fbpx Guidelines on Talking to Children and Youth about Consent - Dee Norton Child Advocacy Center

Guidelines on Talking to Children and Youth about Consent

February 14, 2023

Dee Norton encourages you to consider how you can begin, or continue, talking about consent with children and youth in your life. When children understand consent, they can be empowered in their choices and boundaries, which may lessen their risk of harm.

Consent is an ongoing mutual agreement between two people. While many understand consent as “no means no” or “yes means yes”—this type of rhetoric can put the responsibility on one person to resist or accept an activity. Instead of framing consent as a response to someone else’s actions, think of consent as a mutual agreement between two people. Children who understand the importance of consent feel empowered to confidently make decisions about their bodies, are more likely to be comfortable talking to trusted adults about hard topics and know the importance of setting and respecting boundaries.

“We recommend that you begin having conversations with your children about consent at an early age and then continue to build on that foundation as your children develop,” says Beverly Hutchison, Executive Director for the Dee Norton Child Advocacy Center. “This strong foundation empowers your children to make choices about their bodies and teaches them to respect others’ boundaries.”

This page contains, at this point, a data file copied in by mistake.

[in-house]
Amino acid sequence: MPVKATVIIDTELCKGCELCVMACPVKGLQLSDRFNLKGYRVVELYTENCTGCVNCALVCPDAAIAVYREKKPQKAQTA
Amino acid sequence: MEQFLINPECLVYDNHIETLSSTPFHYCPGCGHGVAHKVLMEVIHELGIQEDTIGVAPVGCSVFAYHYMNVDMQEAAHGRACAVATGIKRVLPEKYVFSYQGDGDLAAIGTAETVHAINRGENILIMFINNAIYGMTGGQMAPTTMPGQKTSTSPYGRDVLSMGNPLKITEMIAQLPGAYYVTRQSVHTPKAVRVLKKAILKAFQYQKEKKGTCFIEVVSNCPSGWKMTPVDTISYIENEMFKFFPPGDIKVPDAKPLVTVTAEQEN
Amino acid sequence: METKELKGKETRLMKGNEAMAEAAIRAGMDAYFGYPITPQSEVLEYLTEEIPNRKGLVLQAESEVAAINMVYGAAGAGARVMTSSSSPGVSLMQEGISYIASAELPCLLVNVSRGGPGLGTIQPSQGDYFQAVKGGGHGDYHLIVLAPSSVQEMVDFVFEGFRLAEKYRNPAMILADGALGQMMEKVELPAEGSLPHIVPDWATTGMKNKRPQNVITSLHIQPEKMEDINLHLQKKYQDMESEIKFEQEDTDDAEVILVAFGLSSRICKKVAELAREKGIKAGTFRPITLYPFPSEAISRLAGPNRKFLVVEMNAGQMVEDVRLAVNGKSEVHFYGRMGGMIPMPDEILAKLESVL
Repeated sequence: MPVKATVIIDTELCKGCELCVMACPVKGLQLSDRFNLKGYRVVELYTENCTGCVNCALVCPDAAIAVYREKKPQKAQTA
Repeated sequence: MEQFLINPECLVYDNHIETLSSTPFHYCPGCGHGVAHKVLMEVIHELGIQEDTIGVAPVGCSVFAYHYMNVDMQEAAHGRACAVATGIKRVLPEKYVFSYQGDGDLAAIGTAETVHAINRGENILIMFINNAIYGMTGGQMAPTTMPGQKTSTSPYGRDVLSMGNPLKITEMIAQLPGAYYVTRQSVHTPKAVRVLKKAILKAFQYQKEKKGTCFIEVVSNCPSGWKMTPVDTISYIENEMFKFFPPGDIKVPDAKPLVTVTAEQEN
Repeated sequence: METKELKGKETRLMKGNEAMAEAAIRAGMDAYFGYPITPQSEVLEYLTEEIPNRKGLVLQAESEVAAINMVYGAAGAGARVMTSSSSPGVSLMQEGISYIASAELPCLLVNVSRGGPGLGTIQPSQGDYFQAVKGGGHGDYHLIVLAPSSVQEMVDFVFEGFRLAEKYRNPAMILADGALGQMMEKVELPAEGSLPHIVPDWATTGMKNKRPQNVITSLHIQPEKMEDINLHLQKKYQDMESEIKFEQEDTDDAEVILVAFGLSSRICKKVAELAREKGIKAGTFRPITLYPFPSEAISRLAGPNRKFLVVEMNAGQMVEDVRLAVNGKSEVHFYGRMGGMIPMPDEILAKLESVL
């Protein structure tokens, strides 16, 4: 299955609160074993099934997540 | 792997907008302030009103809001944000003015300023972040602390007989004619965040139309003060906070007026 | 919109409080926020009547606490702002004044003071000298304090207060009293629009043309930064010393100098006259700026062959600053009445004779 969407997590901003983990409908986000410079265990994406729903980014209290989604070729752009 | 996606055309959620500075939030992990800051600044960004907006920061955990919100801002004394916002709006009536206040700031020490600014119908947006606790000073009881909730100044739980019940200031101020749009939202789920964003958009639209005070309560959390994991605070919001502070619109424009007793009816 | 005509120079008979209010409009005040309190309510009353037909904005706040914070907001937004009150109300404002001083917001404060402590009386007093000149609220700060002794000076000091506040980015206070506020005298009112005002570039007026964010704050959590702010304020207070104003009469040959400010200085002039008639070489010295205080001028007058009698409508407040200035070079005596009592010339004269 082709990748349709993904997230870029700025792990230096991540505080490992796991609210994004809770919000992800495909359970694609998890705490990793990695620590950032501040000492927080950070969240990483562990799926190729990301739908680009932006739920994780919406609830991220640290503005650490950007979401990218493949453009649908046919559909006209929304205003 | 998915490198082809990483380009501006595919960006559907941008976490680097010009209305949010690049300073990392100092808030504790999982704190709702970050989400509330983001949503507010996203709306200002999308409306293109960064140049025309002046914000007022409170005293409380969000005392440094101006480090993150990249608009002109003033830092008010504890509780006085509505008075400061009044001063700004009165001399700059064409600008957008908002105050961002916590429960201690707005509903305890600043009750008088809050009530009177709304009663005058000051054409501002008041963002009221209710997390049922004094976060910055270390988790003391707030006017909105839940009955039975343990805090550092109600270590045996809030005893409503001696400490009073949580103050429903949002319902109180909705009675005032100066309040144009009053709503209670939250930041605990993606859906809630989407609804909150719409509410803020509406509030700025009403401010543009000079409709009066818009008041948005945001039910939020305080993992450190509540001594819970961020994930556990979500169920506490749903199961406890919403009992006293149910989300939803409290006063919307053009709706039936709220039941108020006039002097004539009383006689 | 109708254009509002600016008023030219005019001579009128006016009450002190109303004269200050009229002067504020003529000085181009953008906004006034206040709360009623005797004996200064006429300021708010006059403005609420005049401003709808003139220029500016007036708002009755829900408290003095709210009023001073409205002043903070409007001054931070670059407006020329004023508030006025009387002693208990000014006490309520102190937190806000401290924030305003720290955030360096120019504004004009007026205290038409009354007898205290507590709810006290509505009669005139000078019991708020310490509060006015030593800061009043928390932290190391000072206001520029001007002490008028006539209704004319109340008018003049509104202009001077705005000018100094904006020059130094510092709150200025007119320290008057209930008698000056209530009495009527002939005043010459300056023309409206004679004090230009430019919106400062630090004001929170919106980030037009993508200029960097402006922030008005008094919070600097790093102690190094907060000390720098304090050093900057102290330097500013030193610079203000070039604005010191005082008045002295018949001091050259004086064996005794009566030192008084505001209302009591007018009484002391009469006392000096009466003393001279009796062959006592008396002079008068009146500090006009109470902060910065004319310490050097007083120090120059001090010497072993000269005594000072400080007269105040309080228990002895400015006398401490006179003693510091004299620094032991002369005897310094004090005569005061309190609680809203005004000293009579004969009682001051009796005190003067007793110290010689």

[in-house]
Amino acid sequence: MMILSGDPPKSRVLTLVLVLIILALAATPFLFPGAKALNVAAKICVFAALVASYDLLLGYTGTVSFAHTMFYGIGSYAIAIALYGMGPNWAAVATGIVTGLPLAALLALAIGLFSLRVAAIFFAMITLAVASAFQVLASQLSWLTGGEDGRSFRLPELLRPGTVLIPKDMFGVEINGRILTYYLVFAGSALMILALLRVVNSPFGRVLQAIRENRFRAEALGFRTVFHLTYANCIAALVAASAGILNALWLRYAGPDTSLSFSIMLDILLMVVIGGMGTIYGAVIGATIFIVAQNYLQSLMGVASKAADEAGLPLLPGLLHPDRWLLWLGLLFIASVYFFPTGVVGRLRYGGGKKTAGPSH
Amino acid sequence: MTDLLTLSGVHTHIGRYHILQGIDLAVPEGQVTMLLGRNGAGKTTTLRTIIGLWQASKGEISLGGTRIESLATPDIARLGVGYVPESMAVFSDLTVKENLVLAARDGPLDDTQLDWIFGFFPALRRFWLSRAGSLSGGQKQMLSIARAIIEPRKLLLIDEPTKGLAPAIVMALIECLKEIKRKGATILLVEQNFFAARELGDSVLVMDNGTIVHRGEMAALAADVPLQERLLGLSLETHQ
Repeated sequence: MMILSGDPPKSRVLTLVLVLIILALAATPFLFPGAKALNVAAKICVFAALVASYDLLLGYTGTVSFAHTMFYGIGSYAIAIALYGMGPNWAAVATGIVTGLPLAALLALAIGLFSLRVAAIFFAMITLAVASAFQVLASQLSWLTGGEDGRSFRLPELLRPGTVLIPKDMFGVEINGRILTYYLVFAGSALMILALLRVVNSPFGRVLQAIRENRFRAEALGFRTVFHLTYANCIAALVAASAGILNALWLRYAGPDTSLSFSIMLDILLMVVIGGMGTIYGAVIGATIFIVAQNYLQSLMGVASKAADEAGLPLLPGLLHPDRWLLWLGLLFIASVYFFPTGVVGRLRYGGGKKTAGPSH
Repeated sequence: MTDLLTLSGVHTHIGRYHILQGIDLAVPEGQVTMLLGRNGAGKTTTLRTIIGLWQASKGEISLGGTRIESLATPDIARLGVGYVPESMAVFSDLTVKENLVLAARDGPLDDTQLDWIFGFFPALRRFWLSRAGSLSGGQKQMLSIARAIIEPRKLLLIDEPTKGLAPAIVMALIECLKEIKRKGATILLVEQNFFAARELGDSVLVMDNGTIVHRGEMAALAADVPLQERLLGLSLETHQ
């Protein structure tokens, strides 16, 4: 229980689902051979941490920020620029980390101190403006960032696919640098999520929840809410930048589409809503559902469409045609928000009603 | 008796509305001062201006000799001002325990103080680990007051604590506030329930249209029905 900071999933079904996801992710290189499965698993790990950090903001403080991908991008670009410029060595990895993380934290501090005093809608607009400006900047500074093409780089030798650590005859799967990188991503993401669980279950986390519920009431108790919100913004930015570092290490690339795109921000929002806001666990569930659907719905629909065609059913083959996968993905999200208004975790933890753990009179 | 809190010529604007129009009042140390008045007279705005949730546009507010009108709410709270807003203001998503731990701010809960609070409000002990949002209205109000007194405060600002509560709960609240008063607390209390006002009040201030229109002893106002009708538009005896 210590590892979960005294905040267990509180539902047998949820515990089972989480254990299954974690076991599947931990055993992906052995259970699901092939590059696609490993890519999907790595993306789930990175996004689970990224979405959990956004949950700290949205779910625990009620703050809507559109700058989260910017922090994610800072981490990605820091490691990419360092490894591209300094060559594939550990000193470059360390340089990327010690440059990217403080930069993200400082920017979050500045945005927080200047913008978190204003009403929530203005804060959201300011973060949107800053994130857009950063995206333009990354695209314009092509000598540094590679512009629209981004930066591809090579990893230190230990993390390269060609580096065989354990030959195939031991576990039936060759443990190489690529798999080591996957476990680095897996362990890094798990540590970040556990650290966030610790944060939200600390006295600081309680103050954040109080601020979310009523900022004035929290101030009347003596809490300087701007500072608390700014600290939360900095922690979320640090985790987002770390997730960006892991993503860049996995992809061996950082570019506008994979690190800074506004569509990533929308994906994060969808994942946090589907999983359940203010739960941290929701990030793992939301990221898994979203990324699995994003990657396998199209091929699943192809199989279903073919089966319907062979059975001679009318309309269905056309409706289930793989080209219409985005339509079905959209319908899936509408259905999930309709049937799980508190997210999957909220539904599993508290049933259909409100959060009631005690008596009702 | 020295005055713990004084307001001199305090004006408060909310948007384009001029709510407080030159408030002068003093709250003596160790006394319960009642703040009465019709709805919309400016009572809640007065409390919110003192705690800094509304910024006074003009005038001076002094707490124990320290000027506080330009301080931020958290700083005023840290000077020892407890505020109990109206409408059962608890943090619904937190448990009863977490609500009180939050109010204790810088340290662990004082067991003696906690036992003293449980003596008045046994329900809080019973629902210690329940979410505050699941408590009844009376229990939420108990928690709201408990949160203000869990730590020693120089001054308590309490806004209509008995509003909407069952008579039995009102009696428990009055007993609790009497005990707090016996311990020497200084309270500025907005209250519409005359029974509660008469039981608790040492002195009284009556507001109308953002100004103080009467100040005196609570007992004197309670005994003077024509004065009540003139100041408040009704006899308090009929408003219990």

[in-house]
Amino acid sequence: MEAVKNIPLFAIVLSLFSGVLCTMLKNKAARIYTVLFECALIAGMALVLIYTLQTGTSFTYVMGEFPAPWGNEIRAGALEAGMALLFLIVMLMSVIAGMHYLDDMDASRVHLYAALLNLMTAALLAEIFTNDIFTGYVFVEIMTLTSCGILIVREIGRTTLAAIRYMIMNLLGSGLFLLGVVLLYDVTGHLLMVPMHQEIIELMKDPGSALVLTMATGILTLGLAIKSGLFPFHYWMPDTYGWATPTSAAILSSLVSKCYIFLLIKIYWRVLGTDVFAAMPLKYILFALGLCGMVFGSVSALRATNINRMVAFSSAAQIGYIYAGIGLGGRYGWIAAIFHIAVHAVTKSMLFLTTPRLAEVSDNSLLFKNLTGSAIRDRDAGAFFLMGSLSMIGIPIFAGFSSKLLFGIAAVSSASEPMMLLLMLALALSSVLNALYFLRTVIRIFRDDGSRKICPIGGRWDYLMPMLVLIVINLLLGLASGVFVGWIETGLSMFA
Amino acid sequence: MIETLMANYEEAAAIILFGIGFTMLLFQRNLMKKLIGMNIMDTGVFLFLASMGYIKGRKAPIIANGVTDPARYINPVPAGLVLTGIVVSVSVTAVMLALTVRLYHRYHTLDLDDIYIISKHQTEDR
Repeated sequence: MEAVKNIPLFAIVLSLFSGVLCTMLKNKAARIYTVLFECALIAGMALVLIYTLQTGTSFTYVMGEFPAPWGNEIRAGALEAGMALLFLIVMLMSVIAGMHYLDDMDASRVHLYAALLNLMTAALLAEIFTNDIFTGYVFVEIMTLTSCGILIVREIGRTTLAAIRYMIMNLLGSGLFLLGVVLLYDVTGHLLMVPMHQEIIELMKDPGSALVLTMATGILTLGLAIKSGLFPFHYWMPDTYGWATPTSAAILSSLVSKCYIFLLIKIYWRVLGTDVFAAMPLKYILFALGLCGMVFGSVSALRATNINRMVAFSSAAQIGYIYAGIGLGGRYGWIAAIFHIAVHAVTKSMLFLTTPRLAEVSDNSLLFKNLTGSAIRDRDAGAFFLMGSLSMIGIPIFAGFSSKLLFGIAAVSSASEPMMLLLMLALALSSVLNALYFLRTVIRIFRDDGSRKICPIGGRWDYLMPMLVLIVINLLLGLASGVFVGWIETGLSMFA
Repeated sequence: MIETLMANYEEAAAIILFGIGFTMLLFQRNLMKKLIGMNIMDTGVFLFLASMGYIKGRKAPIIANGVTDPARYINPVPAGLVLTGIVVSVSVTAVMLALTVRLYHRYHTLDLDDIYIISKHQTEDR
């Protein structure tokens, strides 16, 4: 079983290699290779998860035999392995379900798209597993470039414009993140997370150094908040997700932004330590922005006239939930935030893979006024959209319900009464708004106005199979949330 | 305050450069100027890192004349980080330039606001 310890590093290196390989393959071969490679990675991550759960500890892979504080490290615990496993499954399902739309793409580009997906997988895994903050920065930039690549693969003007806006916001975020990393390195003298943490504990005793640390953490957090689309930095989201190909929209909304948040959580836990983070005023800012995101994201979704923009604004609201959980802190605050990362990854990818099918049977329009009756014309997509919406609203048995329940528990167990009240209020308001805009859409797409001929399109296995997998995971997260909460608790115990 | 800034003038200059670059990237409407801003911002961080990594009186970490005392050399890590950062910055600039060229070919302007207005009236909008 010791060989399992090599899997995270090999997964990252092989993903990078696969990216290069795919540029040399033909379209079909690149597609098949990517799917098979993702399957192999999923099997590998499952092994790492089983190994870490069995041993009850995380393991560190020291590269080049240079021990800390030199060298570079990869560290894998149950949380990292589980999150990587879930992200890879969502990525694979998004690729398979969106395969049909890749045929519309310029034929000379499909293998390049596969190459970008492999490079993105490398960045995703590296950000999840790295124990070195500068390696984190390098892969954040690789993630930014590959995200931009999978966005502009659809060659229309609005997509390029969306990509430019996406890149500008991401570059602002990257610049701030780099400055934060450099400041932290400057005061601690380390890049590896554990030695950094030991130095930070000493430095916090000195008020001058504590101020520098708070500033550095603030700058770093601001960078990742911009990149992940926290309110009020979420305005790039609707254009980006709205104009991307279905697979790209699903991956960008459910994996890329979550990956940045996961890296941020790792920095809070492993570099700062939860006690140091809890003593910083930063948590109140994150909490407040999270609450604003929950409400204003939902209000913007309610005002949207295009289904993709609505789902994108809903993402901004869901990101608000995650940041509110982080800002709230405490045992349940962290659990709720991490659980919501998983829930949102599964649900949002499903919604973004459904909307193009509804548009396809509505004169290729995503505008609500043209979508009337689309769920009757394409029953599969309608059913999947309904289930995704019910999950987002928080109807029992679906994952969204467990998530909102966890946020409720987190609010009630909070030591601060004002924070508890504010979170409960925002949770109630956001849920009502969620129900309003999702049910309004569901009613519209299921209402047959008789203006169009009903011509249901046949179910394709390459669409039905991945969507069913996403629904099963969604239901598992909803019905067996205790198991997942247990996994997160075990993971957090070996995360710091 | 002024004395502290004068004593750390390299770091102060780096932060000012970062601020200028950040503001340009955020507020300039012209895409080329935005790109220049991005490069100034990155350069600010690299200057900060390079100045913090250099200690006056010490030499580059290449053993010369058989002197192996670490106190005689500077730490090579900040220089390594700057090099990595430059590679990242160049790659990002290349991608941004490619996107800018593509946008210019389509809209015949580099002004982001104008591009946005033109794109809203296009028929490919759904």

To support parents and caregivers, Dee Norton has compiled conversation starters and guidelines for conversations on consent with a child or youth in your life.

  • Teach your child:
    • “Your body belongs to you.”
    • “No one should touch you without your permission.”
    • “Only your trusted adults should touch your private parts – and only with your permission. No adult should ever ask you to touch their private parts.”
    • “You will never be in trouble for saying no to being touched.”
    • “We don’t keep secrets. Talk to me if someone made you uncomfortable or didn’t listen when you said no.”
    • “Respecting someone’s boundaries shows that you care about them.
  • Ways to ask your child for consent:
      • “Would you like to sit on my lap or sit next to me while we read this book?”
      • “May I have a hug goodbye today? We could also wave or high five.”
      • “Would you like help getting dressed or would you like to do it on your own?”
  • Ways to model consent:
    • “You don’t want to hug today? No problem!”
    • “I don’t want to be tickled right now. No thank you. Please give me space.”
    • “When you’re done with that, may I have a turn?”
  • Ways to teach your child to ask for consent with other children/youth:
    • “Ask your friend if she’d like a hug, high five or not at all.”
    • “A friend can say no in many ways. They may say “no” or they may cross their arms, look down or walk away. These are all ways people say no.”
    • For teens, “Be direct and verbal in asking for consent. Someone cannot give consent if they are drunk or asleep.”

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